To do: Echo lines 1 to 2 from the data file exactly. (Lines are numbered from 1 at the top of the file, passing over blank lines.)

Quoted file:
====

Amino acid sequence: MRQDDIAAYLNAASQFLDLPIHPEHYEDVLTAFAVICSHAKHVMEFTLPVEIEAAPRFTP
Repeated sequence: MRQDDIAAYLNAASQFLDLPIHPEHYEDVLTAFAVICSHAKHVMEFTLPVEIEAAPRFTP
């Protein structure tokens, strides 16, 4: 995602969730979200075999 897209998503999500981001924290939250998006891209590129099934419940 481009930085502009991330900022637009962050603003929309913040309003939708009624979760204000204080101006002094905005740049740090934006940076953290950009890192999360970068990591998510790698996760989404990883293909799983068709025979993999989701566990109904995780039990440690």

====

Amino acid sequence: MRQDDIAAYLNAASQFLDLPIHPEHYEDVLTAFAVICSHAKHVMEFTLPVEIEAAPRFTP
Repeated sequence: MRQDDIAAYLNAASQFLDLPIHPEHYEDVLTAFAVICSHAKHVMEFTLPVEIEAAPRFTP